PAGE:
In This Video
- Chiari malformation type 1 is a miscoordination between the bottom of the skull, back of the head and the contained parenchymal elements in the brain stem and cerebellum
- Patients that do not respond to medical therapy, whose daily impact impairs their ability to live their lives, may be candidates for surgical consideration
- Chiari malformation involves neurology, psychiatry and neurophysiology. It involves many different areas, and all of which can be brought together to give the best possible care for Chiari patients at Massachusetts General Hospital
William Butler, MD, neurosurgeon, in the Department of Neurosurgery at Massachusetts General Hospital, Mass General Cancer Center and MassGeneral for Children, discusses Chiari malformation type 1. This condition is a miscoordination between the structure of the skull base, the bottom of the skull and the back of the head. In this video, Dr. Butler explains that when Chiari malformation type 1 impairs a patient's ability to live their lives, they may consider surgery as a treatment option.
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Chiari 1 Malformation is fundamentally a miscoordination between the structure of the skull base and the bottom of the skull, back of the head and the contained parenchymal elements in the brain stem and cerebellum. The majority of Chiari type I malformation is incidental and asymptomatic, in which case, it is managed expectantly. In a minority of them, when symptomatic, it can cause a headache with exertion, which is a common denominator symptom. People are counseled as to what the symptoms may be, and so long as they don't have them, they live their lives. When the headache becomes sufficient to degrade one's quality of life, then one needs to distinguish it from other types of headache, and a referral to a neurologist for further investigation and medical trials of antimigraine medications can be appropriate. In those who do not respond to medical therapy, and the daily impact of the headache with exertion is enough to impair their ability to live their lives so that they can't do their life's activities, then those may be candidates for surgical consideration.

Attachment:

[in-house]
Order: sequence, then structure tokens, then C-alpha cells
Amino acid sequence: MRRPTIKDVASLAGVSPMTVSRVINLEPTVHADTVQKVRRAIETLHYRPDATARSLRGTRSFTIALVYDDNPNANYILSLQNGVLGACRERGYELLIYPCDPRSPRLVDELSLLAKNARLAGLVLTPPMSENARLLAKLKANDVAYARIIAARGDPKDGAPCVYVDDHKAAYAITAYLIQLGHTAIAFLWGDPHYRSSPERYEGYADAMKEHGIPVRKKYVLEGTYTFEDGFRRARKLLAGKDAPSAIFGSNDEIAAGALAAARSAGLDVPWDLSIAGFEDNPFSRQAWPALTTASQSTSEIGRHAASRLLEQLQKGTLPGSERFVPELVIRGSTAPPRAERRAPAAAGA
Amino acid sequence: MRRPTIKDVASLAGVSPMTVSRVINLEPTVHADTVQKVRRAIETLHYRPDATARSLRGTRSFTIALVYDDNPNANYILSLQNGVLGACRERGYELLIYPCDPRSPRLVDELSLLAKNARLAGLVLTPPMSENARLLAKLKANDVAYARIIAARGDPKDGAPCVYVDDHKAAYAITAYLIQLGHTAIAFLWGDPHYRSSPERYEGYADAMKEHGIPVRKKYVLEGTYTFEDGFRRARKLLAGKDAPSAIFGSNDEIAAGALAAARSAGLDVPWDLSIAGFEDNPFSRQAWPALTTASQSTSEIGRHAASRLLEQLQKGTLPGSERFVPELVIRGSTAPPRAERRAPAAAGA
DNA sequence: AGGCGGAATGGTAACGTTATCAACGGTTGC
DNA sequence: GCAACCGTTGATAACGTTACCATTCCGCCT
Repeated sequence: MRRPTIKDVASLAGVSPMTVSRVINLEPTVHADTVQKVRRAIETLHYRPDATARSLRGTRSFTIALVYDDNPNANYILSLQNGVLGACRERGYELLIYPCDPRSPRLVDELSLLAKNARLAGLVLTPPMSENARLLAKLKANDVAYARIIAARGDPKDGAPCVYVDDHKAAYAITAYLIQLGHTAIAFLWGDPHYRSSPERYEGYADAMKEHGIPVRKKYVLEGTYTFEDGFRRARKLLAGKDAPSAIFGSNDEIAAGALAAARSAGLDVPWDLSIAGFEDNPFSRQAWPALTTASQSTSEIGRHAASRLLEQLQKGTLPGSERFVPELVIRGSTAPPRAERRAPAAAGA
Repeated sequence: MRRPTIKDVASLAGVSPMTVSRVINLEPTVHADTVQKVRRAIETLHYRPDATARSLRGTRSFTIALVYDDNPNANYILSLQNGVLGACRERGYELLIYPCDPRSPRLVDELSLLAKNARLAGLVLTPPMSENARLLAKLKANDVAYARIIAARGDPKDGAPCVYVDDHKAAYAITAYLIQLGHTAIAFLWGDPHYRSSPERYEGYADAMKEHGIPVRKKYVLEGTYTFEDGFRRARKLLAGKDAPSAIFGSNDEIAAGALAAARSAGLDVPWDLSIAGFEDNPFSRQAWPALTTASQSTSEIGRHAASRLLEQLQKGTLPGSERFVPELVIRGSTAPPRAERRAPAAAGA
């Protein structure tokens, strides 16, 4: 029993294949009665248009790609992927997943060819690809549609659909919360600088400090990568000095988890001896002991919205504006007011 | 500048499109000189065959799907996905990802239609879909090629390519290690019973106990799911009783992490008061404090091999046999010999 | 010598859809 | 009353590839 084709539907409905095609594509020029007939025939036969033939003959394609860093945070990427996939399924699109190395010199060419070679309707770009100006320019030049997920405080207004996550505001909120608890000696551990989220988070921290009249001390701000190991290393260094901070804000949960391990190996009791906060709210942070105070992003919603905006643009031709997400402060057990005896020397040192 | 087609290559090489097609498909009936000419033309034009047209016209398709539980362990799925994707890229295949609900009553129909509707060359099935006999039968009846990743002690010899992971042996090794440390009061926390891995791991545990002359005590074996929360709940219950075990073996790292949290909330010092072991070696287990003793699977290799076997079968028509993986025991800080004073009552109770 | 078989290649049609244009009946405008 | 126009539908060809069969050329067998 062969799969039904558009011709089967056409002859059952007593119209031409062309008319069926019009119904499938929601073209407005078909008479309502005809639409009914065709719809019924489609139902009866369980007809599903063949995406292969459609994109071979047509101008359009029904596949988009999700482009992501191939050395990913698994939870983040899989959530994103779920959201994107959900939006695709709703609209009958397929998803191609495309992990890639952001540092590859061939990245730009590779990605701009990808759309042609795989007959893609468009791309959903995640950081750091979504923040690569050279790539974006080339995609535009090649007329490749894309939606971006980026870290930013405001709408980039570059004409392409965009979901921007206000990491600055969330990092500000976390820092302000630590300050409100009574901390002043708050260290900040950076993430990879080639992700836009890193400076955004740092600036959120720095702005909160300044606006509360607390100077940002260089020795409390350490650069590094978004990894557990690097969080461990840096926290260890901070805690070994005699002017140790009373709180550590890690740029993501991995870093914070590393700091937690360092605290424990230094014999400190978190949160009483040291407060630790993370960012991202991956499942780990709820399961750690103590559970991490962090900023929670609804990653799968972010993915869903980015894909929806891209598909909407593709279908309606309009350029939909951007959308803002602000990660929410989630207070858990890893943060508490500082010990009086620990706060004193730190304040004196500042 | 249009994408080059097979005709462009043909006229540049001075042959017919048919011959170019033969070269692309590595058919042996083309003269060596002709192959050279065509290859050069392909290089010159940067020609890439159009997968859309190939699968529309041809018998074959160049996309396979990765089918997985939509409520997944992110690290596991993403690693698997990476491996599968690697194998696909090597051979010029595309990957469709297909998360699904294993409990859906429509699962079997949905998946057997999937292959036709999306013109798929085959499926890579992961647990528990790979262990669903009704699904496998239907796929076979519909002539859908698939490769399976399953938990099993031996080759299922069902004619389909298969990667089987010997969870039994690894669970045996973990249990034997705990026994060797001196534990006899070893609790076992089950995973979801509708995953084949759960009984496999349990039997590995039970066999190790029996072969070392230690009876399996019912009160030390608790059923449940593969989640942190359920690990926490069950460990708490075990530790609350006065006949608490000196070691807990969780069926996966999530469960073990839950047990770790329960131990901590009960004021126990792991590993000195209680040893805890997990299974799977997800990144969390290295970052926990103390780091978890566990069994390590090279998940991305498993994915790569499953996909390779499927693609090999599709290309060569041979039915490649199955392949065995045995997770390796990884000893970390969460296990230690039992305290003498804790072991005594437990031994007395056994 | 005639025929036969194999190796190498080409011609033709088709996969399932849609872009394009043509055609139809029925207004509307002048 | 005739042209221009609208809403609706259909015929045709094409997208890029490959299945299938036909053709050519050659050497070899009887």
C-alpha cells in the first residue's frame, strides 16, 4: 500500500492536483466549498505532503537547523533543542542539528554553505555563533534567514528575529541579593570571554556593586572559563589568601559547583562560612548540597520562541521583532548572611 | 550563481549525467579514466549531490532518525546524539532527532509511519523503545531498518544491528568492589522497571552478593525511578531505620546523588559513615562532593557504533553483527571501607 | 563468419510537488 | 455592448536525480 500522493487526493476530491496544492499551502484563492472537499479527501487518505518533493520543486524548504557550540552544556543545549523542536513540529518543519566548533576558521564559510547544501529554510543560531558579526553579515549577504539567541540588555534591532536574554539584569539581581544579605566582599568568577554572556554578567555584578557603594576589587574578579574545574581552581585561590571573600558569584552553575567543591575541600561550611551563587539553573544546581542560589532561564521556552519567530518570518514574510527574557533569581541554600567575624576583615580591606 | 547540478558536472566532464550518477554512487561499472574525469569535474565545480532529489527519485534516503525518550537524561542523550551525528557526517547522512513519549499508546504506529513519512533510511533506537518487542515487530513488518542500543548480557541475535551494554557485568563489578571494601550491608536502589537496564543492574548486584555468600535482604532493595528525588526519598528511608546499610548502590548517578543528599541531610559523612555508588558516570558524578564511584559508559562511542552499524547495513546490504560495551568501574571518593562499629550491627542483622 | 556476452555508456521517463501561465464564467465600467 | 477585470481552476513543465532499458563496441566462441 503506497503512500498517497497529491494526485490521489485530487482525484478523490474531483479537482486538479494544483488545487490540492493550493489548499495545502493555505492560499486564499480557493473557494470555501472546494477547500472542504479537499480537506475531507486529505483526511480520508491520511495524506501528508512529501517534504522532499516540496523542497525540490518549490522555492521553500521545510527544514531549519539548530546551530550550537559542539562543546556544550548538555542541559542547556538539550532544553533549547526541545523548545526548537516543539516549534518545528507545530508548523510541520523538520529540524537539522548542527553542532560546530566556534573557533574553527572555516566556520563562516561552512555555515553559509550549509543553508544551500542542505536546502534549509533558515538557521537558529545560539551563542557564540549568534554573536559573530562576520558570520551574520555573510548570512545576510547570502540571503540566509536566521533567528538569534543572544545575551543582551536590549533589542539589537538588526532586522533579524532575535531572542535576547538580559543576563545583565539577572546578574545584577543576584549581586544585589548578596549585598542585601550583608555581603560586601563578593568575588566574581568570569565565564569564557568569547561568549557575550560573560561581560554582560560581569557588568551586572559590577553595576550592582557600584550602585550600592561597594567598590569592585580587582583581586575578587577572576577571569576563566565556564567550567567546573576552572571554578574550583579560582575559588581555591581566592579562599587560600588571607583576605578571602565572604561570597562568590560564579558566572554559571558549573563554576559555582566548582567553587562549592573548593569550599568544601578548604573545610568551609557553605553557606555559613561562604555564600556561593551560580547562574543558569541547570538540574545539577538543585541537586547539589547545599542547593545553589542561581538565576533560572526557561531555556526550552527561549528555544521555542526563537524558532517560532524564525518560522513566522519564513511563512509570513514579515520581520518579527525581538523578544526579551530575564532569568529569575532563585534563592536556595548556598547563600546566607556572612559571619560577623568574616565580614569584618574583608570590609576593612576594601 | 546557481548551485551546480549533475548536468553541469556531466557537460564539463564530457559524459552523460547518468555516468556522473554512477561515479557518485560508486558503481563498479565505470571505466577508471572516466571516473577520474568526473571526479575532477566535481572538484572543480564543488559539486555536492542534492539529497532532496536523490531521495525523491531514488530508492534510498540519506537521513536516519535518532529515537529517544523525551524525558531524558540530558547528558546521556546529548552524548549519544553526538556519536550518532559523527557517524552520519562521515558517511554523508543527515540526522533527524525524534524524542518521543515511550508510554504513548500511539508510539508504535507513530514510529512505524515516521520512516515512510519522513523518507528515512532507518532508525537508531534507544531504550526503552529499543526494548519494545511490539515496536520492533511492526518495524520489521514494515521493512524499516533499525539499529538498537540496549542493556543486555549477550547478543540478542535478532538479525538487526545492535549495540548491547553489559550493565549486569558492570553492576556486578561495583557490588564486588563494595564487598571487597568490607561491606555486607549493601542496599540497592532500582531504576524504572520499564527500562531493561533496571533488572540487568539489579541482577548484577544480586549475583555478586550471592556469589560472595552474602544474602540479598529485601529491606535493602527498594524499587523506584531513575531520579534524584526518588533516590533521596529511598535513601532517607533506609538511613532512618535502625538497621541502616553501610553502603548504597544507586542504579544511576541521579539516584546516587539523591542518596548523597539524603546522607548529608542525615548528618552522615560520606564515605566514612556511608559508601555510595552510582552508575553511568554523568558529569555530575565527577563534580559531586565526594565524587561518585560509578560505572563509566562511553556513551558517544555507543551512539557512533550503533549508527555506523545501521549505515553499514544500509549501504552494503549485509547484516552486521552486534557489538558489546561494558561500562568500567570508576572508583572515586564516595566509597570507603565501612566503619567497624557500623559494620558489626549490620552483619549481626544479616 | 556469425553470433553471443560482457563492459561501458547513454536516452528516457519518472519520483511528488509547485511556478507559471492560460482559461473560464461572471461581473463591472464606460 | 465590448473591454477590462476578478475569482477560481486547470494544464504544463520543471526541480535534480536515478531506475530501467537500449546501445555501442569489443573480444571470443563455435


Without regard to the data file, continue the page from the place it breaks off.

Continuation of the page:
This amounts to a decompressive craniectomy at the base of the skull to decompress the cerebellum. It has a good track record of relieving the headache with exertion. The last step in that procedure is the incision of the dura which exposes the cerebellum. We have applied to the hospital and the Human Ethics Committee for research has cleared us to do a study of the electrical properties of the cerebellum when exposed. And we hope that this then helps us advanced our understanding of the cerebellum, what it does and helps give us insight into what is the complex range and richness and variety of symptoms that patients with Chiari malformation may have. Chiari malformation involves neurology, involves psychiatry, involves neurophysiology, involves surgery, involves the operating room. It involves many different areas, and all of which can be brought together to give the best possible care for Chiari patients.
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